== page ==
The irrelevance of Super Tuesday

This is why I’m not interested in the primaries anymore, and why I expect President Rodham-Clinton to be sworn in next January:

Unless either Obama or Clinton drops out before the convention, there is simply no way that the nominee can be determined without the super delegates. In the broadest definition of the term, “a brokered convention” is a convention that is determined by super delegates instead of nominating contests…

Clinton has a large lead in super delegates….

The lesson, as always, is that it’s the machinery that matters. Pay attention to the machinations instead of the media and you’ll likely have a better grasp on what is going to happen than most.

UPDATE – The Manhattan Conservatives suddenly begin to consider the possibility that maybe federalizing education and importing Mexican socialists isn’t likely to end well after all:

First, demography is poised to destroy conservatism in a devastating triple threat. The baby boomers will start retiring, and will probably shift a little to the left in the process. Second, Mexican immigrants will most likely end up being pretty leftist. Finally, years of liberals running their own private indoctrination camps through the American education system have finally taken their toll and are churning out reliably liberal kids who will inevitably come of age. Not enough of them are conservatives and not enough of them will be mugged by reality to convert to conservatism. It is ultimately these three factors that threaten to sink conservatism for at least a couple decades.

But hey, at least they got their War on Terror. That was the only thing that mattered, as we were repeatedly assured for years. The stupid thing about the conservative commentariat’s actions is that thirty years from now, the U.S. government will be bigger than anyone imagines today, Republican candidate will be a Latina who makes Hillary Clinton look like Ron Paul and Iraq will be governed by a regime that looks like a cross between Iran and Saudi Arabia.

Nice work, guys.

UPDATE – When you’ve got nothing else left, why not stick with principle:

So all that being said, I must be voting for McCain, right? Not so fast. While my head is telling me that’s the right choice, my heart just hasn’t been able to come around to it yet. Maybe by tomorrow night it will. Or maybe I’ll just say screw it and vote for Ron Paul. With no good choices in sight, how bad would that really be?

I can tell you one thing, Chad. You’ll feel a lot better about yourself if you do.

Panglossian parents

I don’t know why this should surprise anyone who has ever been a child:

“A new study by Dafna Lemish from the Department of Communication at Tel Aviv University has found that there is an enormous gap between what parents think their children are doing online and what is really happening. ‘The data tell us that parents don’t know what their kids are doing,’ says Lemish. The study found that 30% of children between the ages of 9 and 18 delete the search history from their browsers in an attempt to protect their privacy from their parents, that 73% of the children reported giving out personal information online while the parents of the same children believed that only 4% of their children did so, and that 36% of the children admitted to meeting with a stranger they had met online while fewer than 9% of the parents knew that their children had been engaging in such risky behavior.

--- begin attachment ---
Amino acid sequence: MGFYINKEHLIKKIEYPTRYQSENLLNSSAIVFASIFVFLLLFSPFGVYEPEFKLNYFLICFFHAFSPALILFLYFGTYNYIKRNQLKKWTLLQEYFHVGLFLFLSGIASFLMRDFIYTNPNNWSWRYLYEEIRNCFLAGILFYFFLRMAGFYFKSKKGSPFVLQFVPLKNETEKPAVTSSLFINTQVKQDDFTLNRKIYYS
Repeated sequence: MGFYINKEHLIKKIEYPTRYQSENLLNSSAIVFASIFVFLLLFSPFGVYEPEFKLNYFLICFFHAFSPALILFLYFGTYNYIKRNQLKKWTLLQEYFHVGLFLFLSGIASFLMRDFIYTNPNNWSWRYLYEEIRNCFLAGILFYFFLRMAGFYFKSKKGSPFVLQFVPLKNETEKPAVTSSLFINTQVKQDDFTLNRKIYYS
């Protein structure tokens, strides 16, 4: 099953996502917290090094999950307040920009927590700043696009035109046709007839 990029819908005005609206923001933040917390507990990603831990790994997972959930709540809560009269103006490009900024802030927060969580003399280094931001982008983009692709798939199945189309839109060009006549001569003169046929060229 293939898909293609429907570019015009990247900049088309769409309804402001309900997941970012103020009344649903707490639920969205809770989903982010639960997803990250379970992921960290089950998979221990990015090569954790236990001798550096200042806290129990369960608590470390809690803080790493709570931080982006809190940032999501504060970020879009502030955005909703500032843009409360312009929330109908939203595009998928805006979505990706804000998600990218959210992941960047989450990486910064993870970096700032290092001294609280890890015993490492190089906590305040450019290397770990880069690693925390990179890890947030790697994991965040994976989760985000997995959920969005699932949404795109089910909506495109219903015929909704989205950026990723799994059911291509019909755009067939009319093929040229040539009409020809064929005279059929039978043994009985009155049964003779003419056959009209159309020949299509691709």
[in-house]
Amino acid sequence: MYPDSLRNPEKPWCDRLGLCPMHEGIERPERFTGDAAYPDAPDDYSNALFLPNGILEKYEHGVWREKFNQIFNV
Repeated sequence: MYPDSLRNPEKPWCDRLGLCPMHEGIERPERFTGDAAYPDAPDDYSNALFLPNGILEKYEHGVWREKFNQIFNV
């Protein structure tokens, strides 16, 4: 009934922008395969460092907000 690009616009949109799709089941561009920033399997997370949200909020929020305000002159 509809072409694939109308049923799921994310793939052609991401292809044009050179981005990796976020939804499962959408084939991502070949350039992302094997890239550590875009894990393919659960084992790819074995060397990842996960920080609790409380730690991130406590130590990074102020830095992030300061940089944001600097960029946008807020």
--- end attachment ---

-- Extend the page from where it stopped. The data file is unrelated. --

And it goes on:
I don’t believe that most parents are as clueless as this study would seem to indicate, I suspect they simply elect to look the other way most of the time because they understand intuitively that it’s just not possible to control the decisions of another individual. Kids will do incredibly stupid things no matter how often they are warned, and it really doesn’t matter if you force yourself to confront the reality that little Johnny is getting stoned every afternoon and little Jenny is a more accomplished fluffer than the average porn starlet. Painful personal experience is the best teacher anyhow, and if a kid isn’t wise enough to learn from the examples of others, then he’s going to get an education from Mr. World.

You do your best and then you let them go. Sooner or later, the bird has to fly on its own. In the meantime, there’s nothing wrong with convincing yourself that your children are indeed the best of all possible children. Everyone could benefit from knowing that someone, somewhere, harbors a wildly undeserved faith in them.

Reading is hard!

And we have the long-awaited first sighting of the non-reading atheist reviewer on Amazon:

I only managed to read the first 3 chapters of this book. Vox Day employs so many logical fallacies and so much dishonest rhetoric that it’s a difficult read…. He redefines science to suit his purposes. He presumes to know more than people who really do know what they’re talking about. There are many more problems with only this small sample of the book that I would not recommend the reading any of it.

Especially not the 13 chapters he hasn’t read…. I should note that “my” redefinition of science was actually provided by a biology professor who happens to be a militant atheist. Apparently what little he read, he didn’t read very closely.